FAM: I think many people who study liberal arts and subjects like sociology are exposed to only one type of history — which is white history and white colonialism. They’re inculcated with the idea that the Holocaust, genocide against Native Americans, and Japanese internment camps represent white people. When people are only exposed to these ideas, of one oppressor — meaning white people — what they’ll do when they hear a person criticize a foreign culture is to get immediately defensive on behalf of that culture. And they’ll do it to protect a former victim of imperialism, racism, etc.

But the people who are most hurt by this — by preventing this discussion — are the minorities within the minorities. So when people don’t talk about Islamic homophobia, the people who are hurt by this are the gays living in Muslim families in Qatar, Iran, or America.

Though the intentions might be good, if it’s done unreasonably and it silences any form of discussion about the community or within the community, eventually the people who are harmed the most are the people liberals should be defending the most. Liberals try to stand with the underdogs. But the most important underdogs here are the minorities within the minorities.

MM: The gay man or woman living in Gaza or Saudi Arabia.

FAM: Yes. With all the oppression others are facing, they’re facing double oppression. So if somebody is trying to side with the oppressed, they should also side with those who are being doubly oppressed. Like being a feminist in Egypt, being gay in Gaza, etc. These are people facing multiple levels of oppression. And they’re the ones who are harmed by this irrational defensiveness in the name of multiculturalism and respecting cultural sensitivities.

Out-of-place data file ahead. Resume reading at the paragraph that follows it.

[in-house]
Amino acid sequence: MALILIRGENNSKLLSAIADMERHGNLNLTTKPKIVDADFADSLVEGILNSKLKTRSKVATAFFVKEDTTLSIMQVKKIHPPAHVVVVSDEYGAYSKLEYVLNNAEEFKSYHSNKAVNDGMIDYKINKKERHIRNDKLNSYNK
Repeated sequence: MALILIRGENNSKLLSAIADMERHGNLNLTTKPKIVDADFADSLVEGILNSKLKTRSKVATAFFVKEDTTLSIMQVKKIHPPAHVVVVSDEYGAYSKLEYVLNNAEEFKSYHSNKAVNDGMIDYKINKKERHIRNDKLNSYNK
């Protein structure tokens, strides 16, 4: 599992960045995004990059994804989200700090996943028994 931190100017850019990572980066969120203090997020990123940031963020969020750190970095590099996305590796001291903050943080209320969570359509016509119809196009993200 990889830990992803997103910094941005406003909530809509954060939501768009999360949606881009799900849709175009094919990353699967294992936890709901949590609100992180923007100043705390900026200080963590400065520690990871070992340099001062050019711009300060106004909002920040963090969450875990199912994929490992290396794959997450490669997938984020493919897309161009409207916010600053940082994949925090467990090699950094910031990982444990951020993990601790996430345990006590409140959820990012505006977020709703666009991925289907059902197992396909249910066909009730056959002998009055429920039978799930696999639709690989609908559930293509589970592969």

I think another problem is that people see Muslims as a minority, but they’re not a minority globally. They’re the second biggest religion in the world. The true minorities are those living within them who do not subscribe to conservative Muslim values.

MM: Now let’s flip the demographic: I wake up and turn on Fox News, I check my phone and see Brietbart’s headlines, I read the Daily Caller and I skim through The Drudge Report. What would you say to this demographic about Islam and Muslims?

FAM: I would say you are not helping. I have seen there are lots of generalizations on these outlets that harm the minorities within the minorities as well.

If you subscribe to the concept that Arabs as an ethnicity are a bunch of savages, and that they’re just the bad guys, you’re leaving no room for reform. You’re thinking there’s something wrong with them internally — something genetically wrong and they’re incapable of being civilized. That is racist, first of all, secondly, it’s unscientific.

I’m all for acknowledging the problem of Islamic extremism and how we should fight it. But that means you have to look for the people with good values within these communities, the individuals who subscribe to ideas of universal human rights, liberal values, and you have to stand with them. Because when you generalize, you are literally equating the fighters of the terrorists with the terrorists themselves. You’re equating the Maajid Nawazs’ of the world with Al Qaeda. That is so far from the truth. If you say that Maajid, Ali Rizvi, Sarah Haider and all of these people are as bad as ISIS, you’re literally advocating for killing us as well. If you’re saying the solution to ISIS is bombings and drone attacks and all of us are ISIS, you’re asking for us to be killed as well just because we share the same skin color and same language.

Abu Bakr al-Baghdadi, the leader of ISIS, and I come from the same country. We probably enjoy the same foods and speak the same language. But this doesn’t mean values wise I’m the same to him just because he looks like my cousin.